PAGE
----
Fort Sumter National Monument
Fort Sumter National Monument is composed of three sites: Fort Sumter, Fort Moultrie, and the Fort Sumter Visitor Education Center. The simplest way to visit is with guided tour tickets. Basic tours include round-trip transportation to Fort Sumter (accessible only by boat), commentary from a National Park Service ranger during the 30-minute ferry ride, and a guided tour inside the fort. The Fort Sumter Visitor Education Center is located at the downtown ferry launch on Liberty Square and provides additional information about the historic site. You can also catch views of Fort Sumter on a historic Charleston walking tour, Charleston harbor tour, or paddleboard tour of the harbor.
Though part of the Fort Sumter National Monument, Fort Moultrie is on Sullivan’s Island and accessible only by car. Look for tours that combine a visit to both forts to easily see them in a day. Fort Moultrie also offers self-guided tours.
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Things to Know Before You Go
Fort Sumter National Monument is a must for history buffs and Civil War enthusiasts.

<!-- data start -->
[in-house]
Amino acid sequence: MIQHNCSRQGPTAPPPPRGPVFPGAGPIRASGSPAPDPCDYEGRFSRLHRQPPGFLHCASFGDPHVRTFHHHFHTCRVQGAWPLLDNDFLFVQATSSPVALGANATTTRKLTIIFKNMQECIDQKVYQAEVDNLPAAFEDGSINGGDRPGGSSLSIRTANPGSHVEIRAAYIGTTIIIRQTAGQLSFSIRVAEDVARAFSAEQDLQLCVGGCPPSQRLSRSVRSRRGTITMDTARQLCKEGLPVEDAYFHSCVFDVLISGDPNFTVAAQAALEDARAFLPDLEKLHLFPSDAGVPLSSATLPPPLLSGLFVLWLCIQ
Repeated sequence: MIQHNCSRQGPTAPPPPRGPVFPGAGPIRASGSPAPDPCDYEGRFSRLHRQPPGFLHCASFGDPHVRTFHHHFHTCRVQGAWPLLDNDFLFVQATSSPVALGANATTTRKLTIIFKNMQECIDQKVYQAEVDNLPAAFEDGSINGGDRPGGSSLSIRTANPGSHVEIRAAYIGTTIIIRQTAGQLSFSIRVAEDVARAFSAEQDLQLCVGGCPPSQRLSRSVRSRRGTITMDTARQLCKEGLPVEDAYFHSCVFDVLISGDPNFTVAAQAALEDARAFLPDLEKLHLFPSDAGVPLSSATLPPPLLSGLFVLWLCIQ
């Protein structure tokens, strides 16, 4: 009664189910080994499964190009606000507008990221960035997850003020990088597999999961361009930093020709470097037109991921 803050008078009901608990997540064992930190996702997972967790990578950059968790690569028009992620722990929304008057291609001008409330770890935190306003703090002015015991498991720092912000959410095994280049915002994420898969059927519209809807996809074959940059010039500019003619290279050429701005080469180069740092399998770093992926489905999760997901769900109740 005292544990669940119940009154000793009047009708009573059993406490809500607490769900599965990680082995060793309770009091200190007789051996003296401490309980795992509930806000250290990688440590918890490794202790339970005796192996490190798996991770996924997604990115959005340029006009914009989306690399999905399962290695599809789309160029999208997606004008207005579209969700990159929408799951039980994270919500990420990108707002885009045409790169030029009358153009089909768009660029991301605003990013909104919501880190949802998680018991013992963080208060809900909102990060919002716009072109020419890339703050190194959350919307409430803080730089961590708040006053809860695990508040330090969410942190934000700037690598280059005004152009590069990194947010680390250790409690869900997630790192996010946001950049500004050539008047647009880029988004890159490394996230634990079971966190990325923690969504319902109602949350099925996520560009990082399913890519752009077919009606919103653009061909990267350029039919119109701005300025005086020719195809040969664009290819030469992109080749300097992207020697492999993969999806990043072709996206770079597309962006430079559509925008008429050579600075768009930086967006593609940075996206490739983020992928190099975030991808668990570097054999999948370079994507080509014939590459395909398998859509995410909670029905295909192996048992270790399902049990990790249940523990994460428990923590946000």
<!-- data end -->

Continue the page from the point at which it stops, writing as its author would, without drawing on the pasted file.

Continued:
Book early to guarantee entry—tours sell out far in advance.
Fort Sumter is accessible only by boat.
Both forts are located on islands—dress in layers if visiting during cool weather.
Fort Sumter does not require an entrance fee, but Fort Moultrie does.
Tours to Fort Sumter typically last 2.5 hours. Plan to spend roughly 30 minutes in the Fort Sumter Visitor Education Center.
Most of Fort Sumter is accessible to wheelchair users.
How to Get There
Fort Sumter is accessible only via commercial ferry or private boat from either the Fort Sumter Visitor Education Center or Patriots Point, across the Ravenel Bridge in Mt. Pleasant. The Visitor Education Center is located in on Liberty Square in downtown Charleston and is open daily to the public. Fort Moultrie, on Sullivan’s Island, is accessible only by driving.
When to Get There
Because the Fort Sumter National Monument is largely outdoors, it’s best to avoid the hot and humid summer months, roughly June through September. Spring and fall bring mild climates that make exploring more pleasant.
Fort Sumter’s Three Wars
Though famous for its role in the Civil War, Fort Sumter was actually named after an American Revolutionary War General and built as a response to the War of 1812.
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